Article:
Date of Award


Degree Name

MS in Biomedical Engineering


Biomedical and General Engineering


Robert Szlavik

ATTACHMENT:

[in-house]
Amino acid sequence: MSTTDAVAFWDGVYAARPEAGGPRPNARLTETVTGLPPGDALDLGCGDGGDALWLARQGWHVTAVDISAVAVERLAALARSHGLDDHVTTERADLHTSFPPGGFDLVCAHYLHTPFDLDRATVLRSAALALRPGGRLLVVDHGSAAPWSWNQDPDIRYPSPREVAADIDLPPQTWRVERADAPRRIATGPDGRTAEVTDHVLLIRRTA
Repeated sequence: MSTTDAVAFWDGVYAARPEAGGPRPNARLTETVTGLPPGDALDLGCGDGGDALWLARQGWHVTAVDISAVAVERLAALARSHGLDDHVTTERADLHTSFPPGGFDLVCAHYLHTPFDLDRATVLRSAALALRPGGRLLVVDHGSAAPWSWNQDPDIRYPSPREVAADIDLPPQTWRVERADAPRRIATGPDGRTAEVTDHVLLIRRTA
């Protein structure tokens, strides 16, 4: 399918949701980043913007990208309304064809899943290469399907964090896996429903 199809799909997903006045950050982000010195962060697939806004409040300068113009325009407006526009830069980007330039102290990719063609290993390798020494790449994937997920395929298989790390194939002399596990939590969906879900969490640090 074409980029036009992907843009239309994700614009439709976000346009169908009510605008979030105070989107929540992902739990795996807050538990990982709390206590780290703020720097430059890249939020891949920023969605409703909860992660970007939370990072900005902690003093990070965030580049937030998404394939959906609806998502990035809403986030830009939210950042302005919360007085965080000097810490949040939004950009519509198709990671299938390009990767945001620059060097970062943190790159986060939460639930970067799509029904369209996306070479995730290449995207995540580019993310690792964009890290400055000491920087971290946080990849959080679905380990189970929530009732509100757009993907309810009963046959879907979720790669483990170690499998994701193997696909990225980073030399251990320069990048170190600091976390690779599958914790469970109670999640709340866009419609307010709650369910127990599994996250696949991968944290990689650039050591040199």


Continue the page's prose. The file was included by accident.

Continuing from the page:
In this thesis, the perturbation-based decomposition technique developed by Szlavik [1] was used in an attempt to solve the inverse problem in EEG source localization. A set of dipole locations were forward modeled using a 4-layer sphere model of the head at uniformly distributed lead locations to form the vector basis necessary for the method. Both a two-dimensional and a pseudo-three-dimensional versions of the model were assessed with the two-dimensional model yielding decompositions with minimal error and the pseudo-three-dimensional version having unacceptable levels of error. The utility of interpolation as a method to reduce the number of data points to become overdefined was assessed as well. The approach was effective as long as the number of component functions did not exceed the number of data points and stayed relatively small (less than 77 component functions). This application of the method to a spatially variate system indicates its potential for other systems and with some tweaking to the least squares algorithm used, could be applied to multivariate systems.